The boy’s education would go on until at least age 18. Over time, they learned that nothing was more important than sacrificing themselves to the military goal. Morality was redefined in Sparta. The boys were purposely underfed and encouraged to steal. This was believed to teach them pluck and resilience.
Bravery and courage were mandatory. A boy who showed the slightest sign of fear was shunned. Any aversion to combat caused him to be ostracized.
By the time they fought their first battle, they were as hard as the bronze armor they wore for protection. And so the Spartan system created courageous soldiers who gladly gave their lives in battle The more worldly Athenians even joked about it, saying that living conditions in Sparta were so bad that of course they’d sacrifice themselves!
In other Greek cities, individualism was celebrated. In Sparta, the individual was obliterated.
Other Greeks thought the city was strange, particularly since there was no art, sculpture, theatre or philosophy.
Who created this new culture?
The Spartans said that a Lakedaimon named Lycurgus created the rigid system that fueled their military success. Historians have found no evidence that Lycurgus existed, and suspect Apollo’s priests may have been involved.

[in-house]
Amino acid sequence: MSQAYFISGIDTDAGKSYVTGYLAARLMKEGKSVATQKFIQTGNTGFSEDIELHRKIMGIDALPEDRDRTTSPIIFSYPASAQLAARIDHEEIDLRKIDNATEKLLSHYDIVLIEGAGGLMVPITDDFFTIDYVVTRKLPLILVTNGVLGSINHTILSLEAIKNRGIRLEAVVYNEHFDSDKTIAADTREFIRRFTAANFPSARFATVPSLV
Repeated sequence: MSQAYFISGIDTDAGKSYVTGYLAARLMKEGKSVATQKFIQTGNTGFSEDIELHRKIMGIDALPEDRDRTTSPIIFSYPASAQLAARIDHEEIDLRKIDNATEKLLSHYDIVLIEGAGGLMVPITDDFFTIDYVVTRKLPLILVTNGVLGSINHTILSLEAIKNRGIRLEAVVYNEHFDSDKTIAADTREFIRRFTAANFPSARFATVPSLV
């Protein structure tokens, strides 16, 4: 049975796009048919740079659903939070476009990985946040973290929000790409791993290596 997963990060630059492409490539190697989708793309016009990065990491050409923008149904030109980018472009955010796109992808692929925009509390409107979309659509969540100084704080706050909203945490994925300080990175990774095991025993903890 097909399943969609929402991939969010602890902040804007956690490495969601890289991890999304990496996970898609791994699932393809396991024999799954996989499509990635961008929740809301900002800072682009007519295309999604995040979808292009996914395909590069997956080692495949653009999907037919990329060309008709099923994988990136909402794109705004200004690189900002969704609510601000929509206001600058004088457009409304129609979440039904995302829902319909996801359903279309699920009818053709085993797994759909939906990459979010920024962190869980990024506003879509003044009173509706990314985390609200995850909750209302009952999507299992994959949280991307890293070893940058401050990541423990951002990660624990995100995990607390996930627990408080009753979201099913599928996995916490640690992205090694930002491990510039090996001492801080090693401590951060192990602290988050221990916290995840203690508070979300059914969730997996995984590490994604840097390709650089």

The name Lycurgus means Wolf-worker, or Wolfish. These were common titles for the god, not men. The name Lycurgus was rarely given to a mortal.
Regardless, Lycurgus is credited not only with inventing the Spartan’s unique military machine… but with creating a new political system. Plato lauded parts of it in The Republic as an ideal society.
The Spartans’ use of blunt force spread fear throughout Greece. Even Spartan mothers bought in to this culture. Sons were told to return home after battle behind their shield or on top of it. When rare defeat occurred, Spartan women were not allowed to mourn, but were taught to react with placidity and smiles.
The Spartans’ reputation as a unique society carried over to women’s legal rights. Unlike the rest of Greece, Spartan women could own property, including land. Girls had a similar education to that of boys.